13 Oct Fascinating ways Daylight Saving Time Impacts our School System
Daylight Savings Time (DST) refers to the practice of adjusting our clocks forward one hour in the Spring, then adjusting them back again in the Fall. Sounds simple enough, right? In reality this little adjustment can wreak more havoc that one might think. When we take a look at the educational system and the impact on students learning, we can start to see one of the areas where changing our clocks by just one hour makes a difference, but not for the better.
A Whole School Adjustment
If you talk to parents of young children about the effect of adjusting their clock you will hear some very similar laments. Parents know about how hard it is to get their children adjusted to the shift. While it might only be one hour, this can make a big difference in a household schedule. In many cases both parents and children lose sleep in the days and even weeks following changing the clocks.
Now imagine a school with 200, 500, even 1,000 students. When you add up the cumulative effect of the loss of sleep it can be a big transition. While parents struggle with the adjustment at home, teachers and administrators valuable class time and effort trying to get students back on track.
Kids lose hours of valuable sleep
With busy schedules, sports, clubs and lessons, most kids don’t get enough sleep. Between school and their various activities our children are often more overscheduled than their parents. When we add in the adjustment that is necessary to deal with changing our clocks, it can be a recipe for disaster for young minds that need sleep.
A 2015 study published in the Journal of Clinical Sleep Medicine set out to investigate the impact of Daylight Saving Time on high school students. What they found was that in the days following the change in time, students lost an average of 32 minutes of sleep per night. This might not sound significant but a cumulative sleep loss of 2 hours and 42 minutes (when compared to the baseline week) over just a single week tells a different story. This loss led to a reduction in focus and learning.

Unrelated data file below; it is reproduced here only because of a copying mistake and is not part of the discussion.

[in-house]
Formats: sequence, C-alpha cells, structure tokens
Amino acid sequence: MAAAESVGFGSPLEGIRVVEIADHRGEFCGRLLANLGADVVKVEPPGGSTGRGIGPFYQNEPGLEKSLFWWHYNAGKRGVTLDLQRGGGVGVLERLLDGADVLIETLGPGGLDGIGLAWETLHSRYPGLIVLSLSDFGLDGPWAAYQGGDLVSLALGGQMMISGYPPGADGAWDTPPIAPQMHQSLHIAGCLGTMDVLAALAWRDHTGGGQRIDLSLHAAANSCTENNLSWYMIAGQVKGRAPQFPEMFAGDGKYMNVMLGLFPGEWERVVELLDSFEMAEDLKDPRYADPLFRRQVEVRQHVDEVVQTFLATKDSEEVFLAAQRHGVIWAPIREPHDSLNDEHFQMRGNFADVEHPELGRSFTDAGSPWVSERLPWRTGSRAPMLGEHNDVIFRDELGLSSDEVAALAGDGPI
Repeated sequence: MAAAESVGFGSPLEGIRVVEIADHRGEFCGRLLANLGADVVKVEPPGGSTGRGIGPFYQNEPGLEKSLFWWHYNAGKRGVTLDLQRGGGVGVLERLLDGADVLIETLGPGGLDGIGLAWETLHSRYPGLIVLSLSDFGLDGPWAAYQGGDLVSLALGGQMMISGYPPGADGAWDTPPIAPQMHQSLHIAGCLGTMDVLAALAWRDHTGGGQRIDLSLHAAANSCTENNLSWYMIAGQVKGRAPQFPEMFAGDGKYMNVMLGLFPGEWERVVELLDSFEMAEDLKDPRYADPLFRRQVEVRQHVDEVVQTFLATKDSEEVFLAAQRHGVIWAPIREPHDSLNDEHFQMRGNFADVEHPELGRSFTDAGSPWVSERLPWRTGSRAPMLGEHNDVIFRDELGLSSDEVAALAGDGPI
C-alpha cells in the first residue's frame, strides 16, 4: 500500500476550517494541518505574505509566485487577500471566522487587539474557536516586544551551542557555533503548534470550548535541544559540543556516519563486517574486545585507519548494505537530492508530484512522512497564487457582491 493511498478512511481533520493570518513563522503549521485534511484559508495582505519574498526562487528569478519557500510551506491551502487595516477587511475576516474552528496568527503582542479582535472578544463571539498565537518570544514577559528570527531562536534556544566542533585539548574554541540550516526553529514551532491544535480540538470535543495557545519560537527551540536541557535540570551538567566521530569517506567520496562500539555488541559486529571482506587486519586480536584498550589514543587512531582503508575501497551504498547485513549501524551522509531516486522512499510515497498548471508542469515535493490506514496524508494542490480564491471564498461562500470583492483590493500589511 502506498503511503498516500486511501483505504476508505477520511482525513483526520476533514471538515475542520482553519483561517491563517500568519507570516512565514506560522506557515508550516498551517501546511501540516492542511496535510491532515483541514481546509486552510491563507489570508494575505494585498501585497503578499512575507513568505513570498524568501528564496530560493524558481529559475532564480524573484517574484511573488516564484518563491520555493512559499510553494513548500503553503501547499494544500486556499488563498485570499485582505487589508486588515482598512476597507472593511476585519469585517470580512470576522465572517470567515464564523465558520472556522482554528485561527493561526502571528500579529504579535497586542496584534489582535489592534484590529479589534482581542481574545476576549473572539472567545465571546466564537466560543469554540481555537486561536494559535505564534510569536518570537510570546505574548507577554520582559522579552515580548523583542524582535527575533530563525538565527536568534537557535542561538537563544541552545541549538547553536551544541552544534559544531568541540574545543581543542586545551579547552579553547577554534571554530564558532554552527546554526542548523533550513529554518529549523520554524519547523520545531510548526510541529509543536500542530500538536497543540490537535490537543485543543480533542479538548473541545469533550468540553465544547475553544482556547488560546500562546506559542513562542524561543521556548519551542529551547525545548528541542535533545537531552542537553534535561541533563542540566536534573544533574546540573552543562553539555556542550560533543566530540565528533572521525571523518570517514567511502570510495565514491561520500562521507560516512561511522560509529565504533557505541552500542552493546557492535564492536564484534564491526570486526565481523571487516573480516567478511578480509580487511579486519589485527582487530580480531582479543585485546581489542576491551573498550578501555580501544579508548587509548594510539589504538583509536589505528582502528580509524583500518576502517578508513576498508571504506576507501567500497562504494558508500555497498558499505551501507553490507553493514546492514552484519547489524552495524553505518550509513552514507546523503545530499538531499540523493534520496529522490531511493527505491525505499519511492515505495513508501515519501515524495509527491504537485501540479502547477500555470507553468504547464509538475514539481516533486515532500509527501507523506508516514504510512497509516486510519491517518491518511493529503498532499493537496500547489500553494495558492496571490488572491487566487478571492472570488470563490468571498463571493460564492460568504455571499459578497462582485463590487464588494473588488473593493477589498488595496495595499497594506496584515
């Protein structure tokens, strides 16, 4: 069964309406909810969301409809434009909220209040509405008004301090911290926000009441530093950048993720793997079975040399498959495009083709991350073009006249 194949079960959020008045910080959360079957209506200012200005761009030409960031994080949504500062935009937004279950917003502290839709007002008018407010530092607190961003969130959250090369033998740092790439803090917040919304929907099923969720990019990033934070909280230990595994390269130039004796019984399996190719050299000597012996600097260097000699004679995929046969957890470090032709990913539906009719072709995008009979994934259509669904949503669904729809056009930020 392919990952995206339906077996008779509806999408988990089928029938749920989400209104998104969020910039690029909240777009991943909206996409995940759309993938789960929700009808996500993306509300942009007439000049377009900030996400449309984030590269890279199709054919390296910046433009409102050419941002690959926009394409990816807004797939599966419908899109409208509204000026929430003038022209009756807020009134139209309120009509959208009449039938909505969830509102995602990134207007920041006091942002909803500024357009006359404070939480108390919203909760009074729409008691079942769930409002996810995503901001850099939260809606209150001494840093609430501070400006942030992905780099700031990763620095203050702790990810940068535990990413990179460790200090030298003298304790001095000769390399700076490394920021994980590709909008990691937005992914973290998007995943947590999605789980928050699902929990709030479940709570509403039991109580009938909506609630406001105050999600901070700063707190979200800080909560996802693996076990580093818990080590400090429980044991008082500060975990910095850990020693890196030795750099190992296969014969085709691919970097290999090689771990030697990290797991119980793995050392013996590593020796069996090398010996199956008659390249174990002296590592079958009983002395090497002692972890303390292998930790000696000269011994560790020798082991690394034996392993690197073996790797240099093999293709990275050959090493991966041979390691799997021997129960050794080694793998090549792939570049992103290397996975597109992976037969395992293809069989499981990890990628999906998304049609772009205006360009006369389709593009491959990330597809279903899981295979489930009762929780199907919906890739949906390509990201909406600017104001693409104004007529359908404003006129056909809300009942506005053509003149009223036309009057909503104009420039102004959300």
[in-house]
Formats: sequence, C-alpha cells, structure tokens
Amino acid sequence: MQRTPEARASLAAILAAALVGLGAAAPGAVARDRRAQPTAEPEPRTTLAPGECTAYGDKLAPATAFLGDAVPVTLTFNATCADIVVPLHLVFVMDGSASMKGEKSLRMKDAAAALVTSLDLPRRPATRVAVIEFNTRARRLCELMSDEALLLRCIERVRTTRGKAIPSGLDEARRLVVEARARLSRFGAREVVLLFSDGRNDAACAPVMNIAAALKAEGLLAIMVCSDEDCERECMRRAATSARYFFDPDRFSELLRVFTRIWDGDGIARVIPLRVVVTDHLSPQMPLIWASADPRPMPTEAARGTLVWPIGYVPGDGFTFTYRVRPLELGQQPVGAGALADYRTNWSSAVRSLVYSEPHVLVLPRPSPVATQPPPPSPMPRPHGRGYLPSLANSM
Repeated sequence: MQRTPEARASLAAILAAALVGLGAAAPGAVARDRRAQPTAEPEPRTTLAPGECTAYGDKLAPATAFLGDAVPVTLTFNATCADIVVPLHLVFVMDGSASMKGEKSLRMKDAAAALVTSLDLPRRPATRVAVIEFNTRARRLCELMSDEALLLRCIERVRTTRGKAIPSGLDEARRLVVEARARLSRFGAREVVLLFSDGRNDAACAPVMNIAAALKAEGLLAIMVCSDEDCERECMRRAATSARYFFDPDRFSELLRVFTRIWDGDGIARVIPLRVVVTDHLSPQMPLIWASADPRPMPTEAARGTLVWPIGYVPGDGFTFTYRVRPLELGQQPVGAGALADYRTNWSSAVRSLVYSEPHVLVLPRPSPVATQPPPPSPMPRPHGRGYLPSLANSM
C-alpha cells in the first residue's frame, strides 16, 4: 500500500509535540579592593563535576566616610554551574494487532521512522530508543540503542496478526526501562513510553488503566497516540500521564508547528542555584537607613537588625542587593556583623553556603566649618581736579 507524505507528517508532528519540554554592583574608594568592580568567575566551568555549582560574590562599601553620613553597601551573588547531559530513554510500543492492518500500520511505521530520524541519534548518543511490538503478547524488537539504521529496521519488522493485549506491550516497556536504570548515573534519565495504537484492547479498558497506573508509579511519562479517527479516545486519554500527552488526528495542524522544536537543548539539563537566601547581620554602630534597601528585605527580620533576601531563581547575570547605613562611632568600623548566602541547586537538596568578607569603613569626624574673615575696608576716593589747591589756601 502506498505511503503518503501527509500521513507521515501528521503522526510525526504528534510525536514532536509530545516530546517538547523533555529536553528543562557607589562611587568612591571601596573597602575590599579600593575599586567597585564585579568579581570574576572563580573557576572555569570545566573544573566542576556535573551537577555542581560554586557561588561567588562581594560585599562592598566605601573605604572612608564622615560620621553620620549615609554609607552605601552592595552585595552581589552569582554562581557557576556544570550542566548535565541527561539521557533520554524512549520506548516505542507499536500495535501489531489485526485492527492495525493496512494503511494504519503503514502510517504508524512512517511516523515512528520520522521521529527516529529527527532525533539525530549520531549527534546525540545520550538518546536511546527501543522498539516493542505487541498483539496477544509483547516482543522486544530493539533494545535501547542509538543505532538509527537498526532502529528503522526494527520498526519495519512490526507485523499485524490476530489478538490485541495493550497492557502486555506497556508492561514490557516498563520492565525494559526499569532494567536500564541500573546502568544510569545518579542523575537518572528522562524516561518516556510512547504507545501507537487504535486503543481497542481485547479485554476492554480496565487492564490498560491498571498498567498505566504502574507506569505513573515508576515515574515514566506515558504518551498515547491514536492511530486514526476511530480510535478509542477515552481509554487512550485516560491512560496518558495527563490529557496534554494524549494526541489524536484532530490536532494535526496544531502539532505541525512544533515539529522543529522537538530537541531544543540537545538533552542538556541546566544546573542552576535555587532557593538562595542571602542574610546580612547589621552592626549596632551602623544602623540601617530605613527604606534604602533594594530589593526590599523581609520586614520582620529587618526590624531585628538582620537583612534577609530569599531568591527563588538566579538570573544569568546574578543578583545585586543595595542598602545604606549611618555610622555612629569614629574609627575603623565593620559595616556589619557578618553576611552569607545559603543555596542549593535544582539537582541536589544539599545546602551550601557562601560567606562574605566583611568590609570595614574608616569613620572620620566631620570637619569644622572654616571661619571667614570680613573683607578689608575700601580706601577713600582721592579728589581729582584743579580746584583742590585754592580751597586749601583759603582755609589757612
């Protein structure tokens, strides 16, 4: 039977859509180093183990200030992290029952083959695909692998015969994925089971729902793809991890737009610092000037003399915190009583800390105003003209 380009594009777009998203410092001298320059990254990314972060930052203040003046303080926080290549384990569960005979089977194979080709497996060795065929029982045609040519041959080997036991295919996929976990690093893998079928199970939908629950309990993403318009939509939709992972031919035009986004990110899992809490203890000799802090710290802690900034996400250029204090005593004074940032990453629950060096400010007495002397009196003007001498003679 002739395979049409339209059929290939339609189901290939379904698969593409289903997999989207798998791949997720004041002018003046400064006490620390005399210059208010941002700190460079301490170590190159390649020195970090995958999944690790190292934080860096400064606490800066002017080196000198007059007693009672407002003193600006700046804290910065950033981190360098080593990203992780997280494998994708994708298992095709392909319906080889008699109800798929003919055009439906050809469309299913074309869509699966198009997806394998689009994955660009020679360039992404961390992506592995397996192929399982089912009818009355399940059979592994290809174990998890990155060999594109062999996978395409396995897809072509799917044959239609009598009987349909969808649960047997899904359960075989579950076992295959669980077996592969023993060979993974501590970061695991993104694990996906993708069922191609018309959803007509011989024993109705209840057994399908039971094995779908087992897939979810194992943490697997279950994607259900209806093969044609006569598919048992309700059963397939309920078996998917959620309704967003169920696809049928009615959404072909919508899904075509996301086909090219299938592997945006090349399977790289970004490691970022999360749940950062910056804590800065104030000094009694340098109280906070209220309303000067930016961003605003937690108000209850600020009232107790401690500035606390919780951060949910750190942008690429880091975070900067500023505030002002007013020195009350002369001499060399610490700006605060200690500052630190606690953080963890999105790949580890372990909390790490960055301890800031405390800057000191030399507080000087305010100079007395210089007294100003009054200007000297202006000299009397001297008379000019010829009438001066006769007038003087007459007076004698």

Loss of sleep impacts students focus
Ask any teacher what is the biggest obstacle in young students ability to learn and they will tell you – focus. Many kids struggle with focus, and one of the scientifically proven culprits is lack of sleep. Studies have shown that in the wake of DST the average person loses close to 3 hours of sleep in the week following. For kids this can be detrimental to their focus and ability to learn. Considering the average school year is only about 36 complete weeks, losing one week due to time change adjustment can be a difficult obstacle for teachers to overcome.
Impact on our memories
Kids go to school to learn. Well, most do anyway. In order to learn they need to have a sharp mind in so they can commit what they learn to memory. What happens when the impact of sleep loss impacts their ability to remember? The inability to retain information. We’ve all been there. It’s harder to remember when we are not at our best. If an important math lesson or history chapter falls during the week after changing the clocks, students ability to retain that information goes down significantly.
The effect on teachers
It isn’t just the students that are impacted by changing our clocks twice a year. We make it harder on Teachers, too. They are the ones who sometimes take the biggest hit. Not only are they dealing with their own loss of sleep, but they must also try to combat their students exhaustion, lack of focus, decreased memory and even behavioral issues that come from sleep loss. The week following Daylight Saving Time can be very tough for teachers.
What’s best for kids is one time all year
Daylight Saving Time has a negative impact on the educational system and more importantly the students. This seemingly minor adjustment in time leads to some pretty unexpected consequences that can last for weeks. With everything from sleep deprivation to reduction in test scores, kids are negatively impacted by the annual shift. If we want what’s best for our kids, it just makes sense to make the days brighter and use one time all year.